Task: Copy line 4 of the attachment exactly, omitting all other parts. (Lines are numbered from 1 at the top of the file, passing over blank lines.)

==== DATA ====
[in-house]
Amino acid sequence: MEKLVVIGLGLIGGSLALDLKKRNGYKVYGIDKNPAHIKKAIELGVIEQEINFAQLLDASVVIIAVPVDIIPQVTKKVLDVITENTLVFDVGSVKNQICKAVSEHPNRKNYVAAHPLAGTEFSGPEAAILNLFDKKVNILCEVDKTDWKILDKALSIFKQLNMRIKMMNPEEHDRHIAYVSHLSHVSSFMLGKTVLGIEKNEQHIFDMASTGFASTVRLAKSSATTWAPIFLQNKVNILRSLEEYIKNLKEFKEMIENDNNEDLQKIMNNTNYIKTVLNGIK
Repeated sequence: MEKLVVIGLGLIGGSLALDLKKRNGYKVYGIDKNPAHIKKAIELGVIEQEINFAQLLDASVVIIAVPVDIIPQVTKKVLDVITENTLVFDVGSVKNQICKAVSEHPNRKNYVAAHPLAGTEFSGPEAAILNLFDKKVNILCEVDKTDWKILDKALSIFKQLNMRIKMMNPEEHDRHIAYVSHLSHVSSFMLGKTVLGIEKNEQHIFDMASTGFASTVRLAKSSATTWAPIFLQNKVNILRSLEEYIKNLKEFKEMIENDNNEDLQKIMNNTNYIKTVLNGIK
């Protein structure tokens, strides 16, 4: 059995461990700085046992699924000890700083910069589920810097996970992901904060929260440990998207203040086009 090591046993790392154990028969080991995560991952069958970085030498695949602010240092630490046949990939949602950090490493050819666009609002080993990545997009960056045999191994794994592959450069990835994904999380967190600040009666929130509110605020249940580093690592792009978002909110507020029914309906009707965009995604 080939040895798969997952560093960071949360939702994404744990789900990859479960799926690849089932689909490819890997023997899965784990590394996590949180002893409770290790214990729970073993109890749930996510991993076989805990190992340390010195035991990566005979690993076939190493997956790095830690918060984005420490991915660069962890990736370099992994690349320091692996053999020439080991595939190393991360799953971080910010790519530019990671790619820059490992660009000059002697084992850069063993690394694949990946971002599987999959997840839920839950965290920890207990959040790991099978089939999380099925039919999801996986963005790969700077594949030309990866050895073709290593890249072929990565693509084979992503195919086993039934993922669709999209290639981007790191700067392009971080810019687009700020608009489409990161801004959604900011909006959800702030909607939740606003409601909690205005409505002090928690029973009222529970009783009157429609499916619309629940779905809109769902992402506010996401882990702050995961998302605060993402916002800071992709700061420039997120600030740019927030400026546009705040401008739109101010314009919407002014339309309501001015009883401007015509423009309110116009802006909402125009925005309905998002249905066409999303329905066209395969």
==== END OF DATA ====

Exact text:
């Protein structure tokens, strides 16, 4: 059995461990700085046992699924000890700083910069589920810097996970992901904060929260440990998207203040086009 090591046993790392154990028969080991995560991952069958970085030498695949602010240092630490046949990939949602950090490493050819666009609002080993990545997009960056045999191994794994592959450069990835994904999380967190600040009666929130509110605020249940580093690592792009978002909110507020029914309906009707965009995604 080939040895798969997952560093960071949360939702994404744990789900990859479960799926690849089932689909490819890997023997899965784990590394996590949180002893409770290790214990729970073993109890749930996510991993076989805990190992340390010195035991990566005979690993076939190493997956790095830690918060984005420490991915660069962890990736370099992994690349320091692996053999020439080991595939190393991360799953971080910010790519530019990671790619820059490992660009000059002697084992850069063993690394694949990946971002599987999959997840839920839950965290920890207990959040790991099978089939999380099925039919999801996986963005790969700077594949030309990866050895073709290593890249072929990565693509084979992503195919086993039934993922669709999209290639981007790191700067392009971080810019687009700020608009489409990161801004959604900011909006959800702030909607939740606003409601909690205005409505002090928690029973009222529970009783009157429609499916619309629940779905809109769902992402506010996401882990702050995961998302605060993402916002800071992709700061420039997120600030740019927030400026546009705040401008739109101010314009919407002014339309309501001015009883401007015509423009309110116009802006909402125009925005309905998002249905066409999303329905066209395969």